Combating Financial Illiteracy, One SMS at a Time

Sara Cohen
Apr 30 · 5 min read

“Financial literacy is like a global passport that allows individuals to make the most of the plethora of financial products available in the market and to make sound financial decisions. Financial literacy should be seen as a fundamental right and universal need, rather than the privilege of the relatively few consumers who have special access to financial knowledge or financial advice. In today’s world, financial literacy should be considered as important as basic literacy…Without it, individuals and societies cannot reach their full potential”.

April is Financial Literacy Month. Haven’t heard of it? You’re definitely not alone. Financial Literacy Month is a national campaign in the US designed to raise awareness of the need to expand the reach of financial education across all demographics. But it also has universal relevance, especially in the African context.

In the simplest of terms, financial literacy is “a basic knowledge of how money works in the everyday world and how to make it work to your advantage”.

The Global Financial Literacy Survey administered by Standard and Poor’s (S&P) in 2014 produced two main generalized findings that are valuable for stakeholders on the continent to dig into during Financial Literacy Month:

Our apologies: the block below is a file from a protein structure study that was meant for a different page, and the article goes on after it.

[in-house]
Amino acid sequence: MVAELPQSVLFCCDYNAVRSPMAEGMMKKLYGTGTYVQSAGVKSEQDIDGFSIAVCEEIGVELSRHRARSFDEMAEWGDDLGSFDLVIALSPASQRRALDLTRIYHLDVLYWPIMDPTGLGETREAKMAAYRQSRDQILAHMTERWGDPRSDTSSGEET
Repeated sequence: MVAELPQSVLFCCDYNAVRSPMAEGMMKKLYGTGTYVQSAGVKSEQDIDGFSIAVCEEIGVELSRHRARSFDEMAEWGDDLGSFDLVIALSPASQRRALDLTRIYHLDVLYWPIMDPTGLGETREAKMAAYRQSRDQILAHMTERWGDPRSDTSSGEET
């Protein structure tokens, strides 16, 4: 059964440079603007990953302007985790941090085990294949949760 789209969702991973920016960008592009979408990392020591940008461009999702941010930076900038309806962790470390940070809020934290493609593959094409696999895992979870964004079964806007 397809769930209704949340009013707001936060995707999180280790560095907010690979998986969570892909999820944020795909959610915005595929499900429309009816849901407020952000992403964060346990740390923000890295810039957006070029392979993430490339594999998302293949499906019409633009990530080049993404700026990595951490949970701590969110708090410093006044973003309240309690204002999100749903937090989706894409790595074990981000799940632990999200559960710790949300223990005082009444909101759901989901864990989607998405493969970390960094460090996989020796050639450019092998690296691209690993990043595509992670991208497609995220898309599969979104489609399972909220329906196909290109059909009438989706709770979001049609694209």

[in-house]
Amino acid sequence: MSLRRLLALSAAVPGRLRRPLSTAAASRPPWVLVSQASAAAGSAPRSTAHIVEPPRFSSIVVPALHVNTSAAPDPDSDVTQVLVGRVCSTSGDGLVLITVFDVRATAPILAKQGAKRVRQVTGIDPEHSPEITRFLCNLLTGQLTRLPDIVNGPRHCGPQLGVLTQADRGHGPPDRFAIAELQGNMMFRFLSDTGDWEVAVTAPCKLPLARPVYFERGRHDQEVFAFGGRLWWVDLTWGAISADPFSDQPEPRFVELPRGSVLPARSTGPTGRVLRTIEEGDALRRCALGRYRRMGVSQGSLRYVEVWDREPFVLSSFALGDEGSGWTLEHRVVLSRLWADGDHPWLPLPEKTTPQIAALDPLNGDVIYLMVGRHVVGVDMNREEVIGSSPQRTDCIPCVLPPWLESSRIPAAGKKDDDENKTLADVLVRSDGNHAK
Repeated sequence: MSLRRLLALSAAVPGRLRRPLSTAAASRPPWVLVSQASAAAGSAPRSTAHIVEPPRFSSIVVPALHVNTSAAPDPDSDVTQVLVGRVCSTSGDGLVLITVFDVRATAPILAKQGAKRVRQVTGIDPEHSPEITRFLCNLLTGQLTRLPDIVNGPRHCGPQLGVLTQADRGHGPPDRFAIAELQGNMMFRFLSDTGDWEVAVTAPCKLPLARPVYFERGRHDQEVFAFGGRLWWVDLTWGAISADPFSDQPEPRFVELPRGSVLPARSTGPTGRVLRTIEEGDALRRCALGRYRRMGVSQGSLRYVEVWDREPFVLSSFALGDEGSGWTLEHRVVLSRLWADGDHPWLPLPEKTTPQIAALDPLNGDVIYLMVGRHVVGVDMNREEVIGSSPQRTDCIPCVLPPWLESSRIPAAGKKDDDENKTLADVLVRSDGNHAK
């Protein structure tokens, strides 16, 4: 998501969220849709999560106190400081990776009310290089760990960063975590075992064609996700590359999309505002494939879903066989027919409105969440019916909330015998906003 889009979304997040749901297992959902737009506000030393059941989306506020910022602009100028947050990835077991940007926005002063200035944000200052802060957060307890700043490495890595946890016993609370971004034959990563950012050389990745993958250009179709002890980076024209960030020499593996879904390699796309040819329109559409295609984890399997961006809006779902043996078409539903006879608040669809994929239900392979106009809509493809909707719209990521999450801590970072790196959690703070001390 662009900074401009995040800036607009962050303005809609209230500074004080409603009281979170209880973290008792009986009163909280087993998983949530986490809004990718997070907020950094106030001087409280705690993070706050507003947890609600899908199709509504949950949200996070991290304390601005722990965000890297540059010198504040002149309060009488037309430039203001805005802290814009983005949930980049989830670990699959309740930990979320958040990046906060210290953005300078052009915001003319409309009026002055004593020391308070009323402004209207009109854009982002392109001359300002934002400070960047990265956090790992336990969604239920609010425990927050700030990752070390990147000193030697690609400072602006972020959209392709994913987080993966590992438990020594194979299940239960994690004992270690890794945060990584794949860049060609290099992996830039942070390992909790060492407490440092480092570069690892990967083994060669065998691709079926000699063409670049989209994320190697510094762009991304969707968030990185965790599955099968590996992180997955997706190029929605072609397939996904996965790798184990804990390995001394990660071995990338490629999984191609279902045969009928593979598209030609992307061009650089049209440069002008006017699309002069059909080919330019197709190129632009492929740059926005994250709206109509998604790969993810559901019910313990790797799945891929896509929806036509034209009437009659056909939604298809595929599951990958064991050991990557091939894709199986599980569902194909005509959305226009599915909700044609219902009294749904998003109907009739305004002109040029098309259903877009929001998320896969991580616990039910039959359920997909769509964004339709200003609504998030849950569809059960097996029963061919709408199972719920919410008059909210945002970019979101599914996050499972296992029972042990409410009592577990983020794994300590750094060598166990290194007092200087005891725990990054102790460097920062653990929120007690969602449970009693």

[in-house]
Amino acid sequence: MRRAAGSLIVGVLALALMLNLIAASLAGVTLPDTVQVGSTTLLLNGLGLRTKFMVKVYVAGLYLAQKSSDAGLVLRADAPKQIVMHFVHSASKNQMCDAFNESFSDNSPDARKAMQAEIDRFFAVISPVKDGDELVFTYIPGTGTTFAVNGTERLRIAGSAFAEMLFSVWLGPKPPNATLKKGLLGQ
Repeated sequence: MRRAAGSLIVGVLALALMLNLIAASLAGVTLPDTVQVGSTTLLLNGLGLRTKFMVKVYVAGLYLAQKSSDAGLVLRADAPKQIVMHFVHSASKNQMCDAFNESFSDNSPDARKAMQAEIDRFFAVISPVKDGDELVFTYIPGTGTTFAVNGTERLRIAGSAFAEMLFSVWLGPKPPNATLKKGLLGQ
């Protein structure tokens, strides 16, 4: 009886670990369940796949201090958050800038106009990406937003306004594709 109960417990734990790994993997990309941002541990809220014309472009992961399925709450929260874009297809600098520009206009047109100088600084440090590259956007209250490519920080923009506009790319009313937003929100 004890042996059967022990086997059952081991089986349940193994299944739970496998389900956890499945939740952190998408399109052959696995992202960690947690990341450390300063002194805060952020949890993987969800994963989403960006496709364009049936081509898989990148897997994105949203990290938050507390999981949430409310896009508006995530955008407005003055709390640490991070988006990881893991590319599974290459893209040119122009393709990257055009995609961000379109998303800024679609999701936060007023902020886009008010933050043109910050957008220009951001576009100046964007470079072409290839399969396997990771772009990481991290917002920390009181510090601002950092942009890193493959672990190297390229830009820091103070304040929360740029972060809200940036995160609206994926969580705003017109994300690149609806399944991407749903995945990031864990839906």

• Woman and people living in poverty have lower levels of financial literacy: Rates of financial literacy differ across a wide range of characteristics, including gender, level of education, and income. While 35% of men around the world are financially literate, only 30% of women can be classified as having basic financial literacy skills.
  • Many people who use financial products and services are not equipped with the skills necessary to derive optimal value from them: When people are not empowered with the knowledge needed to use financial products or services, they are at risk of experiencing a financial disaster, including amassing high levels of debt and insolvency.

The lowest levels of financial literacy were found in Africa — Botswana was deemed 51% financially literate while Somalia came in at a mere 15%.